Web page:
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High cost blamed for Burundi's low internet penetration

High cost blamed for Burundi's low internet penetration

Burundi's government has blamed the high cost of connectivity for the East African country's low internet penetration rate ( under 10%).

According to Internet World Stats (IWS), there were 617,116 internet users in Burundi as at December 2018, with an internet penetration rate of 5.3% and just 3.9% of the country's 11.6 million people are on Facebook.

Speaking at a recent workshop on the drafting of a law to regulate ICT in the country, Acting Director General of the country's Telecommunications Regulatory Authority and Control (ARTC) Hermalas Nahimana said the country is "stalling on the internet".

Nahimana said the internet penetration rate should not detract from the government's investment in fiber optics and the establishment of a universal service fund for telecom infrastructure in rural and remote areas.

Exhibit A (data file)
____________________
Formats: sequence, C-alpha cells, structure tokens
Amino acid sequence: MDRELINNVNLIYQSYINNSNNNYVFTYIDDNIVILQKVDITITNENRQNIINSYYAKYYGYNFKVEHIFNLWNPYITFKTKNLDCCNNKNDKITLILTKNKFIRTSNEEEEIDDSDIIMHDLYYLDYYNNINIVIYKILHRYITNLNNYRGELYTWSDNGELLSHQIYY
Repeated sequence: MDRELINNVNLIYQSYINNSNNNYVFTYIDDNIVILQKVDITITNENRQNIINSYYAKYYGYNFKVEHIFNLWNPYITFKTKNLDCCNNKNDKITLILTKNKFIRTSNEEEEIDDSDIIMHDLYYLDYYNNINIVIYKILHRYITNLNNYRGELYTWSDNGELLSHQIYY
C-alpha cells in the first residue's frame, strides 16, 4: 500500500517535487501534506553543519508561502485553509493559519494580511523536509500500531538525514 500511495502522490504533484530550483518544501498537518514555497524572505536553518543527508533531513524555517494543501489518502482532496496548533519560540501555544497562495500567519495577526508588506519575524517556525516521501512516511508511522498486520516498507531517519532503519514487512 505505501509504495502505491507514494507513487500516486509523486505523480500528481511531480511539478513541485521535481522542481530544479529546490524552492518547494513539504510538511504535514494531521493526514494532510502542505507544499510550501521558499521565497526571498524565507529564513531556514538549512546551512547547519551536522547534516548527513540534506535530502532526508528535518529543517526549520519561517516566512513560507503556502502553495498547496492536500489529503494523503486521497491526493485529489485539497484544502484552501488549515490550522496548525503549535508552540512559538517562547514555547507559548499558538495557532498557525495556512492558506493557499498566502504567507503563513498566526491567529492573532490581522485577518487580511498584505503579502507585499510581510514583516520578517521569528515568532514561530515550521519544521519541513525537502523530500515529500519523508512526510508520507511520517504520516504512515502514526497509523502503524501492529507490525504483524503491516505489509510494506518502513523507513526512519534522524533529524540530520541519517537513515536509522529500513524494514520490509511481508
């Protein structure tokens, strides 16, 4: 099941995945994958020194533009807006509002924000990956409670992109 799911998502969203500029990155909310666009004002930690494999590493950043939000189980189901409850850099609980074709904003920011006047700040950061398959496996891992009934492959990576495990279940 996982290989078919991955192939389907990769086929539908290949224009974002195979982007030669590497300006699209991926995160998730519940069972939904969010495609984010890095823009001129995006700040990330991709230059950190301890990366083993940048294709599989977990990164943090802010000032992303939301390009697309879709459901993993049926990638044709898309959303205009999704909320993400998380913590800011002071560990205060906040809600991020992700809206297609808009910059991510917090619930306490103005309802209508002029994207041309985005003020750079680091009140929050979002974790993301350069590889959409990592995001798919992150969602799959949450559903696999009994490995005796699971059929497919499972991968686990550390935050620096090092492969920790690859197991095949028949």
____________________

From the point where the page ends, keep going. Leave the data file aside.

In May 2019, the Alliance for Affordable Internet (A4AI) described Burundi as one of the countries in Africa where the cost of GB mobile broadband is the most affordable at US$3.3.

However, ARTC believes the cost is still quite high and beyond the reach of the majority of citizens.

Christian Ntahondi, the head of the tariff control service at ARTC, said: "The high cost has restricted the transformative power of the internet in Burundi."

In spite of the low internet penetration, operators in the country are striving to improve the quality of services while also introducing new technologies.

Burundi has six operators led by the latest entrant Lumitel which controls 55% market share.

In March 2018, ITWeb Africa reported that Lumitel, a subsidiary of Viettel, is rolling out its 4G services nationally - just two years after it introduces 4G services with a focus on specific regions including Bujumbura, Gitega, Makamba, Muyinga, Ngozi and Rumonge.

Despite the low internet penetration, operators are making profits. In its latest report on Lumitel, Viettel revealed that the Burundian operator recorded the strongest financial growth of any of its four African subsidiaries in H1 2017, with revenue growth of 38% to US$25.19 million, compared to US$18.26 million in 2016.


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